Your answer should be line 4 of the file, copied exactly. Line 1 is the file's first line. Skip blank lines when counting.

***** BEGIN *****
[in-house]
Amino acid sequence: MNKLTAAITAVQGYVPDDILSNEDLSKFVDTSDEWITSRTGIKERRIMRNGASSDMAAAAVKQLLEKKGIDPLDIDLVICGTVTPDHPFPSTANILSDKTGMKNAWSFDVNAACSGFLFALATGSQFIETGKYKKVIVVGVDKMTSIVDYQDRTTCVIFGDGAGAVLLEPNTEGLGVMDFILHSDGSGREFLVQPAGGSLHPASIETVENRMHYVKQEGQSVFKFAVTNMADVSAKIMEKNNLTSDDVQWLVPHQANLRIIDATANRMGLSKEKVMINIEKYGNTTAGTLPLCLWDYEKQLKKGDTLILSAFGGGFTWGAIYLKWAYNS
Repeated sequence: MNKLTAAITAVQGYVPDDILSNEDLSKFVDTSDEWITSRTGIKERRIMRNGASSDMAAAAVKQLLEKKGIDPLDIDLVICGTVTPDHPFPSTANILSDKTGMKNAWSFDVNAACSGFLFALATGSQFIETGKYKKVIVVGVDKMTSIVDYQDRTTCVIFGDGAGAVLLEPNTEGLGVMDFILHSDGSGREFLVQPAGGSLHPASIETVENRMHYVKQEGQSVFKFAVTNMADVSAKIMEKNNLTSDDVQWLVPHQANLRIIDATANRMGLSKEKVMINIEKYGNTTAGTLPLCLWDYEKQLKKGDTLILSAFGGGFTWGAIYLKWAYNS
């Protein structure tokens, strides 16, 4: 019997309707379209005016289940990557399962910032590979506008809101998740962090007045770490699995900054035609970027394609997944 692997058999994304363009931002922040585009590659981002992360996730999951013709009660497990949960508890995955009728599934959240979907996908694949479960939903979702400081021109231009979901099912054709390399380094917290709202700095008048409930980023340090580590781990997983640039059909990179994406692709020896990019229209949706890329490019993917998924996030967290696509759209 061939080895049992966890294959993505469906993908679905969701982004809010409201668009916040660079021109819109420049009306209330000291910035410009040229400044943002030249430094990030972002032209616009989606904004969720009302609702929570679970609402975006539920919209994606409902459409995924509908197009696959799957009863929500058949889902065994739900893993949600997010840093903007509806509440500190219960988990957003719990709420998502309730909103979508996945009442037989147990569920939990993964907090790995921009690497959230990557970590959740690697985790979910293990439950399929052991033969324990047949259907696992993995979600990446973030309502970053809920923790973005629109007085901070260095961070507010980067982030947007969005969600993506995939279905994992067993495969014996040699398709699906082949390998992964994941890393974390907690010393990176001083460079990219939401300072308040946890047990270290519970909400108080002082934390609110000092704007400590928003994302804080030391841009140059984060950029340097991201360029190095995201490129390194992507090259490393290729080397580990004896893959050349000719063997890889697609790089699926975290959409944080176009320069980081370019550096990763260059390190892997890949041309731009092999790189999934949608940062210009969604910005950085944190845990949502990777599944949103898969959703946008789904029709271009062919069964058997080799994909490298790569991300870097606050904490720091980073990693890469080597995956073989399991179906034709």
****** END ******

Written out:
């Protein structure tokens, strides 16, 4: 019997309707379209005016289940990557399962910032590979506008809101998740962090007045770490699995900054035609970027394609997944 692997058999994304363009931002922040585009590659981002992360996730999951013709009660497990949960508890995955009728599934959240979907996908694949479960939903979702400081021109231009979901099912054709390399380094917290709202700095008048409930980023340090580590781990997983640039059909990179994406692709020896990019229209949706890329490019993917998924996030967290696509759209 061939080895049992966890294959993505469906993908679905969701982004809010409201668009916040660079021109819109420049009306209330000291910035410009040229400044943002030249430094990030972002032209616009989606904004969720009302609702929570679970609402975006539920919209994606409902459409995924509908197009696959799957009863929500058949889902065994739900893993949600997010840093903007509806509440500190219960988990957003719990709420998502309730909103979508996945009442037989147990569920939990993964907090790995921009690497959230990557970590959740690697985790979910293990439950399929052991033969324990047949259907696992993995979600990446973030309502970053809920923790973005629109007085901070260095961070507010980067982030947007969005969600993506995939279905994992067993495969014996040699398709699906082949390998992964994941890393974390907690010393990176001083460079990219939401300072308040946890047990270290519970909400108080002082934390609110000092704007400590928003994302804080030391841009140059984060950029340097991201360029190095995201490129390194992507090259490393290729080397580990004896893959050349000719063997890889697609790089699926975290959409944080176009320069980081370019550096990763260059390190892997890949041309731009092999790189999934949608940062210009969604910005950085944190845990949502990777599944949103898969959703946008789904029709271009062919069964058997080799994909490298790569991300870097606050904490720091980073990693890469080597995956073989399991179906034709």